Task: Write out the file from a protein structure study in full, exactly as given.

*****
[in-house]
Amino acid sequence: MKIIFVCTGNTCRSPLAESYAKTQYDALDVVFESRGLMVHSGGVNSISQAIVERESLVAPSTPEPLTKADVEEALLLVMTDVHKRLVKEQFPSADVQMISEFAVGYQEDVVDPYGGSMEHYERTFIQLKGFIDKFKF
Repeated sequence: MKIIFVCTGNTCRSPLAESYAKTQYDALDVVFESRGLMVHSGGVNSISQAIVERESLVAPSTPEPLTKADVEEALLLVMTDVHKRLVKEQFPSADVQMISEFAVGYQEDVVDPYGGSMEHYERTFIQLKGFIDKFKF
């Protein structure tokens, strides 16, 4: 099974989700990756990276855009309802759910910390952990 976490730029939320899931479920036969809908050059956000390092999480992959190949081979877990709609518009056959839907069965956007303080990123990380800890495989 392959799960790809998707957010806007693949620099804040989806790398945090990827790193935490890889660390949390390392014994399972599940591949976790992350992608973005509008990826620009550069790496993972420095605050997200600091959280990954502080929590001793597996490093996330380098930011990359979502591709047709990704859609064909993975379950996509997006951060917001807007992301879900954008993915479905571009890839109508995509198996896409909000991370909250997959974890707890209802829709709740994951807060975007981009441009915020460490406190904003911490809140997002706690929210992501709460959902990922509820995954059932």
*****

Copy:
[in-house]
Amino acid sequence: MKIIFVCTGNTCRSPLAESYAKTQYDALDVVFESRGLMVHSGGVNSISQAIVERESLVAPSTPEPLTKADVEEALLLVMTDVHKRLVKEQFPSADVQMISEFAVGYQEDVVDPYGGSMEHYERTFIQLKGFIDKFKF
Repeated sequence: MKIIFVCTGNTCRSPLAESYAKTQYDALDVVFESRGLMVHSGGVNSISQAIVERESLVAPSTPEPLTKADVEEALLLVMTDVHKRLVKEQFPSADVQMISEFAVGYQEDVVDPYGGSMEHYERTFIQLKGFIDKFKF
């Protein structure tokens, strides 16, 4: 099974989700990756990276855009309802759910910390952990 976490730029939320899931479920036969809908050059956000390092999480992959190949081979877990709609518009056959839907069965956007303080990123990380800890495989 392959799960790809998707957010806007693949620099804040989806790398945090990827790193935490890889660390949390390392014994399972599940591949976790992350992608973005509008990826620009550069790496993972420095605050997200600091959280990954502080929590001793597996490093996330380098930011990359979502591709047709990704859609064909993975379950996509997006951060917001807007992301879900954008993915479905571009890839109508995509198996896409909000991370909250997959974890707890209802829709709740994951807060975007981009441009915020460490406190904003911490809140997002706690929210992501709460959902990922509820995954059932």